In 1994, the lanky, gaunt character actor and playwright Tom Noonan made an electrifying feature debut with What Happened Was; a single-location two-hander, adapted from Noonan’s play of the same name, about two socially inept co-workers (played by Noonan himself and Karen Silas) fumbling their way toward intimacy over the course of an evening on an increasingly disastrous first date. It’s one of the saddest, most uncomfortable films about loneliness ever made – practically a horror film about the human condition, with expressionistic light and shadows that frequently transform the towering Noonan into a kind of Frankenstein figure. When Charlie Kaufman cast Noonan in a small but crucial role in his 2008 debut Synecdoche, New York, the choice felt like Kaufman paying him a favour; What Happened Was, with its neurotic characters engaged in nakedly confessional dialogue, is essentially a Kaufman film without the high-concept gimmickry. Like Noonan’s film, Anomalisa is adapted from a play1 by its writer-director. And despite being rendered in stop-motion animation, it’s the closest Kaufman has come to a pure, unencumbered emotional directness.
Not that Kaufman’s latest is entirely free from gimmickry, nor that there’s anything inherently wrong with that. Anomalisa’s most audacious conceit is that every one of its stop-motion animated characters – apart from those involved in the film’s central relationship (Michael & Lisa, voiced by David Thewlis and Jennifer Jason Leigh respectively) – is voiced by Noonan with his distinctively soft, lulling timbre. The effect is one of homogeneity, and heightens the sense of weariness and apathy with which Michael experiences humanity as he encounters it, or at least as he experiences it at this moment in his life. This device isn’t particularly subtle, but neither are a lot of things in the film, starting with the use of puppets, through to Michael’s profession as a travelling motivational speaker being at odds with his despondence; an irony not far removed from that of George Clooney’s slick façade as a corporate spokesperson in Jason Reitman’s noxious Up in the Air (or Joaquin Phoenix’s love-letter ghostwriter in Her, from Kaufman’s main collaborator Spike Jonze).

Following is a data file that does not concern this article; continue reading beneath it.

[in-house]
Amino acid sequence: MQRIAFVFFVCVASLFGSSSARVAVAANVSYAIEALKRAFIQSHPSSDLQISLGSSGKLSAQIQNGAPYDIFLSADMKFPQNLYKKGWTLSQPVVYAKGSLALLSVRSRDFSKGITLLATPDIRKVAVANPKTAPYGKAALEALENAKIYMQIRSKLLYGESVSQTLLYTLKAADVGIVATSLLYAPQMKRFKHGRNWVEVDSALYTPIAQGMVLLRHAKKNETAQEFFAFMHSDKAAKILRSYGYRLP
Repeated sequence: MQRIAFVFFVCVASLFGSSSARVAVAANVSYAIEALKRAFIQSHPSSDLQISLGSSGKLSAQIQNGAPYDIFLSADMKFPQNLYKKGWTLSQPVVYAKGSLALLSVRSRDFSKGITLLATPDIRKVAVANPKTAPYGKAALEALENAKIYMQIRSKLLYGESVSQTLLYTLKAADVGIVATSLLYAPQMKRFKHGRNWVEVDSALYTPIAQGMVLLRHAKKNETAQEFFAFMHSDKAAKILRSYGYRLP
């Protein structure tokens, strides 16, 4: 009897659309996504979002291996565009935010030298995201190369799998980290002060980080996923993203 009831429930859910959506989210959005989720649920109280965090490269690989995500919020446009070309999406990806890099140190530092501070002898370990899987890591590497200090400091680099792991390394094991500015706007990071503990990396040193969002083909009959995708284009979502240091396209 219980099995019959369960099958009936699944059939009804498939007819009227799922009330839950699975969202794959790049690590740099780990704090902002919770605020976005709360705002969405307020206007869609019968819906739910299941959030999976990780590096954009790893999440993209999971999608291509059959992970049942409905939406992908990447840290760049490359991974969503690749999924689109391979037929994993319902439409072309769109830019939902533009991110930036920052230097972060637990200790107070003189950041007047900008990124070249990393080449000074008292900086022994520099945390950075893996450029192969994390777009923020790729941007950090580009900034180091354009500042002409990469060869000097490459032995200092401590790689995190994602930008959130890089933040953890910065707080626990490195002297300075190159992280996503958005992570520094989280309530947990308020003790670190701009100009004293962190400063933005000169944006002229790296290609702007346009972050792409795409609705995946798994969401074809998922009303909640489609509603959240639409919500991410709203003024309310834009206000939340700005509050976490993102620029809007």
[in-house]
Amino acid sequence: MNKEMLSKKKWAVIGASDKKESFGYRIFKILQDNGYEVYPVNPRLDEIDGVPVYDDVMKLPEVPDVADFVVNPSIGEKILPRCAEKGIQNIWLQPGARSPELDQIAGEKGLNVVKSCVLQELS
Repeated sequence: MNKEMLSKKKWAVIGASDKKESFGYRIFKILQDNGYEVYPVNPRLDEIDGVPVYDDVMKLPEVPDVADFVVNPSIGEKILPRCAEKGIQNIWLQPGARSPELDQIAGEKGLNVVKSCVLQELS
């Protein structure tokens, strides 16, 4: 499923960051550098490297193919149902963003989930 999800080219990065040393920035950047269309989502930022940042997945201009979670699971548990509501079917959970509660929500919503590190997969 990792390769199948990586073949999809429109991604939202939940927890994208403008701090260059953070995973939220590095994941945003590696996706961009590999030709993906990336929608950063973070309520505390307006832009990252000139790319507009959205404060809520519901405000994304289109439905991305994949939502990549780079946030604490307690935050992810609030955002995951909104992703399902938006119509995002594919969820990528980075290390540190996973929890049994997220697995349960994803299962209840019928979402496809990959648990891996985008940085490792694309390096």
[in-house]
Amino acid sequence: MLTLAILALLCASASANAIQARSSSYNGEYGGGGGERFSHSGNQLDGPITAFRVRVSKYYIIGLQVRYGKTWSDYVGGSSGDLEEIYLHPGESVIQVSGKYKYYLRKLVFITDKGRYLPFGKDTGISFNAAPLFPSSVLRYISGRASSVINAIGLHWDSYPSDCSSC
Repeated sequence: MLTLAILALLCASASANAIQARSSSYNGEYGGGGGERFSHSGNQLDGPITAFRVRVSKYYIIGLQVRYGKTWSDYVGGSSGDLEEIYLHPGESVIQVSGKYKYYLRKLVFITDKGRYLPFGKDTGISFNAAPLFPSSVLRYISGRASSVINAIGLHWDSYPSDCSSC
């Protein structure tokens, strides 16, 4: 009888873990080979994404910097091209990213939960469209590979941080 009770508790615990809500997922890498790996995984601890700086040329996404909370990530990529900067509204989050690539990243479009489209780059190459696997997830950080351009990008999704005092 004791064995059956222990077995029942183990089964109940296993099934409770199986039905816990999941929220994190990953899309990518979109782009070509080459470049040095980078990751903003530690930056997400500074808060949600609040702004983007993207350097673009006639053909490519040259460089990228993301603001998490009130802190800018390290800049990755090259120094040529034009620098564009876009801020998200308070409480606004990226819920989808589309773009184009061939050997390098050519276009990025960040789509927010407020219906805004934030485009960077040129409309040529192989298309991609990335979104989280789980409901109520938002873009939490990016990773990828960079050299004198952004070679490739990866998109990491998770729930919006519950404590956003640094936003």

Which, incidentally, is where the film begins. After a cacophony of voices over a black screen (all Noonan’s, overlaid on top of each other), we begin with an almost celestial vision of the clouds at sunset, with an airplane appearing like a tiny speck in the distance. The scene captures something quite uncanny, which is the childlike sense of wonder that comes with being in flight,2 even if it’s a feeling that’s eventually dulled with age and experience. Far from another Kaufman wallow, Anomalisa is about love, joy, wonder, et al. as being feelings that are available to those open to them, and feelings that can intrude almost arbitrarily into one’s existence.
The point that Michael discovers Lisa is one such epiphany; a literal tear in the fabric of reality, as the former steps out of the shower, inspecting the exposed gadgetry under his face, and miraculously hears a voice that isn’t the same stultifying one that he’s heard from the moment we meet him. Running across the hotel corridor, frantically going door to door trying to track down its source, he eventually stumbles upon a room occupied by two women, both in town to attend one of Michael’s seminars, one of whom is Lisa. After spending time with both of them in the hotel bar, he invites Lisa back to his room, and the two begin a tête-à-tête that recalls a more romantic iteration of Noonan’s What Happened Was… albeit with more puppet sex.
There’s rarely a false moment in the development and dissolution of this brief encounter, which comprises a large bulk of the film; including a musical moment that segues from heart-rending to gut-busting in the span of a few seconds. Anomalisa doesn’t entirely dispel the notion that Kaufman’s films are solipsistic, narcissistic straight-white-male whinge-fests, full of a mixture of self-pity, self-loathing and self-congratulation. But it does display a welcome self-awareness of these tendencies in Kaufman’s films (particularly in one perfectly crafted nightmare sequence), as well as a rare, beaming emotional resonance. Most filmmakers of Kaufman’s ilk could only dream of achieving this, let alone without flesh-and-blood humans to work with.
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